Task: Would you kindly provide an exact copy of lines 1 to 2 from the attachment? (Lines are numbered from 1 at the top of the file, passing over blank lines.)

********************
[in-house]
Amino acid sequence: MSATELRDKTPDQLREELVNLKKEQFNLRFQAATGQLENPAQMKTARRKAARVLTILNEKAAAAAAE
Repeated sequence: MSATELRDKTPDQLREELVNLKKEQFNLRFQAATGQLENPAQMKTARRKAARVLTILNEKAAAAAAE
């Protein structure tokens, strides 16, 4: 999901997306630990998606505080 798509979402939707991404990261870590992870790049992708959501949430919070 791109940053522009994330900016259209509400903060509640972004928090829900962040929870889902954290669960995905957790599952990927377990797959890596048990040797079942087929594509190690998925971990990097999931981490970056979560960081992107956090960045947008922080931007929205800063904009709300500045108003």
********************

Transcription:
[in-house]
Amino acid sequence: MSATELRDKTPDQLREELVNLKKEQFNLRFQAATGQLENPAQMKTARRKAARVLTILNEKAAAAAAE